kf4zht

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right, but it's amazing that anybody capable of figuring out how to turn on a computer/phone to interact with the internet would also think "hey, if i send $1k to bill gates, i'll get $2k back!"

Not to mention figuring out the whole bitcoin wallet/broker thing. These kind of scams work on random seniors, Facebook basics and broke white trash. I don't see these people having a bitcoin wallet with over a grand. But maybe it works.

I still would be more in for shenanigans and making money off the response.
 

realsquash

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right, but it's amazing that anybody capable of figuring out how to turn on a computer/phone to interact with the internet would also think "hey, if i send $1k to bill gates, i'll get $2k back!"

I knew someone who sold their Harley on CL for twice what he was asking. All he had to do was send a Western Union for like $10k and they would send back $5k and come and pick up the bike. He fell for it and sent them the money. Not old, just stupid. People is dumb, don't you ever forget it.
 

Provience

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I knew someone who sold their Harley on CL for twice what he was asking. All he had to do was send a Western Union for like $10k and they would send back $5k and come and pick up the bike. He fell for it and sent them the money. Not old, just stupid. People is dumb, don't you ever forget it.

awesome :laughing:
 

vikingsven

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What are the chances that the real scam was to discredit Twitter itself?

The reason this thought jumped was due to this line from the article above: "The fact that so many different users have been compromised at the same time implies that this is a problem with Twitter's platform itself."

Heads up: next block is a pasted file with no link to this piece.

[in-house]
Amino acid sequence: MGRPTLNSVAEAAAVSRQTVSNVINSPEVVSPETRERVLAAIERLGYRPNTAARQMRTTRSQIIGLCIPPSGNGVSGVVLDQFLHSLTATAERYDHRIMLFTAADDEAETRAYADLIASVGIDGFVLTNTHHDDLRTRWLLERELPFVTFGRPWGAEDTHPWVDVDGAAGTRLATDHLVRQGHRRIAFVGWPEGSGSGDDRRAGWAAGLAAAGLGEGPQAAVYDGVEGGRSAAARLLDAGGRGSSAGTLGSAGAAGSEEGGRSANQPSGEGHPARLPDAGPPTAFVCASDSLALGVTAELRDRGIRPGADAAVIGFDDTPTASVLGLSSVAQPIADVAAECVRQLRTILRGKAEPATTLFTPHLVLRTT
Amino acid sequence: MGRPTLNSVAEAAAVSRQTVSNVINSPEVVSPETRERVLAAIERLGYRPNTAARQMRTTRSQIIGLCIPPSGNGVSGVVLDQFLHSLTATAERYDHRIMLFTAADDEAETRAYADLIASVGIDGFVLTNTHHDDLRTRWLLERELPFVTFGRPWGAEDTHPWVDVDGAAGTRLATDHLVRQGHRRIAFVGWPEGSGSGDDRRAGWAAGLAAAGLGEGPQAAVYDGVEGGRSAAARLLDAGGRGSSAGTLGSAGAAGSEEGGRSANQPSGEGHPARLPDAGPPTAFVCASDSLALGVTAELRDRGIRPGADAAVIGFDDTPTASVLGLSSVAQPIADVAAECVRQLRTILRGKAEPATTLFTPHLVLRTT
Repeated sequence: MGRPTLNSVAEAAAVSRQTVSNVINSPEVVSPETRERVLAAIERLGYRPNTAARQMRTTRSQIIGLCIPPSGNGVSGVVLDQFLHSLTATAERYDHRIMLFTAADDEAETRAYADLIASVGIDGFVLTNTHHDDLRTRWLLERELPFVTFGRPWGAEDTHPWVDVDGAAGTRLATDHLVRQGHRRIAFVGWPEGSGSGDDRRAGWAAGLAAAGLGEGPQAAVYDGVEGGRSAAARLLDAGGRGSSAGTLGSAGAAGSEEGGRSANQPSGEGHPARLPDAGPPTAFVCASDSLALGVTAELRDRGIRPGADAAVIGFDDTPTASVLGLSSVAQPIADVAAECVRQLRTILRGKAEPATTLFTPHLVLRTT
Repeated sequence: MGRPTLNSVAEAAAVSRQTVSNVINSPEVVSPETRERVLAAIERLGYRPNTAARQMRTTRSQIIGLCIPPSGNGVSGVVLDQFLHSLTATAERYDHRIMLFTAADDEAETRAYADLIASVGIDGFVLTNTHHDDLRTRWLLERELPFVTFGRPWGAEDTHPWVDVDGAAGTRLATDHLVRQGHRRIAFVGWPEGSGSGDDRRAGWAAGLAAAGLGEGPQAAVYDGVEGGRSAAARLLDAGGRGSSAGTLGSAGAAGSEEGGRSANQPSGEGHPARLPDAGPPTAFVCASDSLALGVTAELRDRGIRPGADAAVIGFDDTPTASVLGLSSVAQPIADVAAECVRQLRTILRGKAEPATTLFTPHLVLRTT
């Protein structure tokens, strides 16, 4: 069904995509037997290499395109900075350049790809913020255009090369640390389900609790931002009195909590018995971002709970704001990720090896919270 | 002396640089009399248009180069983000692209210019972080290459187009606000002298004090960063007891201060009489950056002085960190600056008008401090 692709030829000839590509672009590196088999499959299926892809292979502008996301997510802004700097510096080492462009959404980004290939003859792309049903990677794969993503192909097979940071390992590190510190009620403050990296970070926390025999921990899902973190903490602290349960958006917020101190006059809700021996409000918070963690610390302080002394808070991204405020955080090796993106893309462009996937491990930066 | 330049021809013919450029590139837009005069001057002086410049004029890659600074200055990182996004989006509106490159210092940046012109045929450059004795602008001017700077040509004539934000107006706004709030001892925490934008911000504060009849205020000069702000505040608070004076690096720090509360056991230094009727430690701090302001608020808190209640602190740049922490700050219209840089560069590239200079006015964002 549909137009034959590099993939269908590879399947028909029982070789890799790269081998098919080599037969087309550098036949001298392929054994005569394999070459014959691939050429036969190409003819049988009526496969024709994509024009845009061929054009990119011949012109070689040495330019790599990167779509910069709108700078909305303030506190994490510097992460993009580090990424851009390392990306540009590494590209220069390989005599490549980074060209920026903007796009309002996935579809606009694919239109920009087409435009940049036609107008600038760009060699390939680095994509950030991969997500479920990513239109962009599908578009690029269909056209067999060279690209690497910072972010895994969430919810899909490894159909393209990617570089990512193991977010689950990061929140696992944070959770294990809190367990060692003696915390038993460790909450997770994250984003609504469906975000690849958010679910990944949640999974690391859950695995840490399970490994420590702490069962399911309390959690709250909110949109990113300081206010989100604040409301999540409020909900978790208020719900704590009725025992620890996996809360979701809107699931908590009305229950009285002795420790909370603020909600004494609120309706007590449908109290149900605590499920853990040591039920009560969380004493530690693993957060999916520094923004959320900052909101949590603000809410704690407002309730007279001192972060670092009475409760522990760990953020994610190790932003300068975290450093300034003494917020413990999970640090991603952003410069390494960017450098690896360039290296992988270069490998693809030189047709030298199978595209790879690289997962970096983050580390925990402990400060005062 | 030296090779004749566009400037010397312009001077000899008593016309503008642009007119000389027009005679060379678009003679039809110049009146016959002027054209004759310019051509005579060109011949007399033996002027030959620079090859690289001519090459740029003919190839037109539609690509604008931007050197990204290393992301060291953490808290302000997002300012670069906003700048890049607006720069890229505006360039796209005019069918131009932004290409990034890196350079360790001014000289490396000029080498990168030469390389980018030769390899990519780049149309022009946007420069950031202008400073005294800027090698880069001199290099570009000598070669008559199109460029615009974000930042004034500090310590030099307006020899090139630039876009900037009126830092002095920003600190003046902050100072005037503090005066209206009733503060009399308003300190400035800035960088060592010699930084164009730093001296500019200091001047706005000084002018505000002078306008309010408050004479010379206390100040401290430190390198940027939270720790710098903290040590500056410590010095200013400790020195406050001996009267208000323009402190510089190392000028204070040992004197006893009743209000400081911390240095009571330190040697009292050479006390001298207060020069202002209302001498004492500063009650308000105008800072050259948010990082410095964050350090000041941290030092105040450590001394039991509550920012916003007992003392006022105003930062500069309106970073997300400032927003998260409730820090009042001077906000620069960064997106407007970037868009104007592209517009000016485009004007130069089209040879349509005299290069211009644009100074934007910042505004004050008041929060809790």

It's commonly known that Trump prefers to use Twitter to get his message out to his supporters. By damaging the platform, you undermine Trump's best way to reach his base. :tinfoil:
 

WaterH

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I knew someone who sold their Harley on CL for twice what he was asking. All he had to do was send a Western Union for like $10k and they would send back $5k and come and pick up the bike. He fell for it and sent them the money. Not old, just stupid. People is dumb, don't you ever forget it.

Please explain, the guy selling the bike sent money? Why would he do that? (Even if he was stupid)
 

Void_of_Light

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Please explain, the guy selling the bike sent money? Why would he do that? (Even if he was stupid)

The scam works the other way around. The scammer sends a fake check and tells them to deposit it and send half back. a week or so later the fake check is discovered and the sellers account is debited for the cost of the check, but the money sent to the scammer was real, and cant be recovered.
 

realsquash

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The scam works the other way around. The scammer sends a fake check and tells them to deposit it and send half back. a week or so later the fake check is discovered and the sellers account is debited for the cost of the check, but the money sent to the scammer was real, and cant be recovered.

This is exactly what it was. I thought he was the only one in the history of that very common scam to actually fall for it.
 

WaterH